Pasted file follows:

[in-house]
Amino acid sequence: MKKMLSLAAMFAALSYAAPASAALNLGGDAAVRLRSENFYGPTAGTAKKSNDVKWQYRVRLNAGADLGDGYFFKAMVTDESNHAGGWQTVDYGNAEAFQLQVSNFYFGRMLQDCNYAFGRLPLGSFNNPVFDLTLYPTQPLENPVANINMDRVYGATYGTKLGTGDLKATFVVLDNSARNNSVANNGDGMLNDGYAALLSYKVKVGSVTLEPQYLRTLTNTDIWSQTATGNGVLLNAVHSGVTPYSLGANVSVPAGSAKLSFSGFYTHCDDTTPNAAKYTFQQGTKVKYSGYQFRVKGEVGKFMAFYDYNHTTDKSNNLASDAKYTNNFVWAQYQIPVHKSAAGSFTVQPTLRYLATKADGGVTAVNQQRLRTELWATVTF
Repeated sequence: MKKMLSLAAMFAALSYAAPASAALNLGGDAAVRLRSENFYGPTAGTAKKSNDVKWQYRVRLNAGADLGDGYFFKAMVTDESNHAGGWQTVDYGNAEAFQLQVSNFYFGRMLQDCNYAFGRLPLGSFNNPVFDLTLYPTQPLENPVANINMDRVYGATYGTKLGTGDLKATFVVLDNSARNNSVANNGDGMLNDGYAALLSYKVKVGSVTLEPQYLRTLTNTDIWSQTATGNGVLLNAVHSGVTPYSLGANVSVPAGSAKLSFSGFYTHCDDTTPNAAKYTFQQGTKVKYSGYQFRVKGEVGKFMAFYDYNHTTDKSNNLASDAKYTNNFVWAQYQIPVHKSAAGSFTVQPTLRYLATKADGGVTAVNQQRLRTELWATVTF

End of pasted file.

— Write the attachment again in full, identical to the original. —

[in-house]
Amino acid sequence: MKKMLSLAAMFAALSYAAPASAALNLGGDAAVRLRSENFYGPTAGTAKKSNDVKWQYRVRLNAGADLGDGYFFKAMVTDESNHAGGWQTVDYGNAEAFQLQVSNFYFGRMLQDCNYAFGRLPLGSFNNPVFDLTLYPTQPLENPVANINMDRVYGATYGTKLGTGDLKATFVVLDNSARNNSVANNGDGMLNDGYAALLSYKVKVGSVTLEPQYLRTLTNTDIWSQTATGNGVLLNAVHSGVTPYSLGANVSVPAGSAKLSFSGFYTHCDDTTPNAAKYTFQQGTKVKYSGYQFRVKGEVGKFMAFYDYNHTTDKSNNLASDAKYTNNFVWAQYQIPVHKSAAGSFTVQPTLRYLATKADGGVTAVNQQRLRTELWATVTF
Repeated sequence: MKKMLSLAAMFAALSYAAPASAALNLGGDAAVRLRSENFYGPTAGTAKKSNDVKWQYRVRLNAGADLGDGYFFKAMVTDESNHAGGWQTVDYGNAEAFQLQVSNFYFGRMLQDCNYAFGRLPLGSFNNPVFDLTLYPTQPLENPVANINMDRVYGATYGTKLGTGDLKATFVVLDNSARNNSVANNGDGMLNDGYAALLSYKVKVGSVTLEPQYLRTLTNTDIWSQTATGNGVLLNAVHSGVTPYSLGANVSVPAGSAKLSFSGFYTHCDDTTPNAAKYTFQQGTKVKYSGYQFRVKGEVGKFMAFYDYNHTTDKSNNLASDAKYTNNFVWAQYQIPVHKSAAGSFTVQPTLRYLATKADGGVTAVNQQRLRTELWATVTF